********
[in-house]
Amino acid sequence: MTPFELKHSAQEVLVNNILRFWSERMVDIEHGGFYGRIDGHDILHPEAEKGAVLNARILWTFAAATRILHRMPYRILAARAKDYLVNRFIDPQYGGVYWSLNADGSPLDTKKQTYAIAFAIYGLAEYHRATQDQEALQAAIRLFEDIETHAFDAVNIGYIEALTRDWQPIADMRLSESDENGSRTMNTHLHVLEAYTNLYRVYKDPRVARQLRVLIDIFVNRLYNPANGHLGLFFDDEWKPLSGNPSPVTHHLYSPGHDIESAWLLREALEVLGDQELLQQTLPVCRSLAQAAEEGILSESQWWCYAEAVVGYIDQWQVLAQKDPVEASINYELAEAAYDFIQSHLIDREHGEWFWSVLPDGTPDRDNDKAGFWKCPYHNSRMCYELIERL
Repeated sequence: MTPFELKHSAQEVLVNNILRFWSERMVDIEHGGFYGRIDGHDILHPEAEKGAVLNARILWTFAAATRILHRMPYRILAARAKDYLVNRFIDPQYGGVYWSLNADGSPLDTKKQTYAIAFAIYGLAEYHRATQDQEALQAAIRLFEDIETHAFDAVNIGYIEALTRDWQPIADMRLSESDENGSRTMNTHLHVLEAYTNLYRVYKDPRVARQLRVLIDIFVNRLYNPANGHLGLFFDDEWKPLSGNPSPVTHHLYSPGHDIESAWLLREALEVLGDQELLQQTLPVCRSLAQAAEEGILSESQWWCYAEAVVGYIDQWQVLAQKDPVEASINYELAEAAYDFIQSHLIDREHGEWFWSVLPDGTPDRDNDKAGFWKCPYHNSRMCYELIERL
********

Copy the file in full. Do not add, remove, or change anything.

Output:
[in-house]
Amino acid sequence: MTPFELKHSAQEVLVNNILRFWSERMVDIEHGGFYGRIDGHDILHPEAEKGAVLNARILWTFAAATRILHRMPYRILAARAKDYLVNRFIDPQYGGVYWSLNADGSPLDTKKQTYAIAFAIYGLAEYHRATQDQEALQAAIRLFEDIETHAFDAVNIGYIEALTRDWQPIADMRLSESDENGSRTMNTHLHVLEAYTNLYRVYKDPRVARQLRVLIDIFVNRLYNPANGHLGLFFDDEWKPLSGNPSPVTHHLYSPGHDIESAWLLREALEVLGDQELLQQTLPVCRSLAQAAEEGILSESQWWCYAEAVVGYIDQWQVLAQKDPVEASINYELAEAAYDFIQSHLIDREHGEWFWSVLPDGTPDRDNDKAGFWKCPYHNSRMCYELIERL
Repeated sequence: MTPFELKHSAQEVLVNNILRFWSERMVDIEHGGFYGRIDGHDILHPEAEKGAVLNARILWTFAAATRILHRMPYRILAARAKDYLVNRFIDPQYGGVYWSLNADGSPLDTKKQTYAIAFAIYGLAEYHRATQDQEALQAAIRLFEDIETHAFDAVNIGYIEALTRDWQPIADMRLSESDENGSRTMNTHLHVLEAYTNLYRVYKDPRVARQLRVLIDIFVNRLYNPANGHLGLFFDDEWKPLSGNPSPVTHHLYSPGHDIESAWLLREALEVLGDQELLQQTLPVCRSLAQAAEEGILSESQWWCYAEAVVGYIDQWQVLAQKDPVEASINYELAEAAYDFIQSHLIDREHGEWFWSVLPDGTPDRDNDKAGFWKCPYHNSRMCYELIERL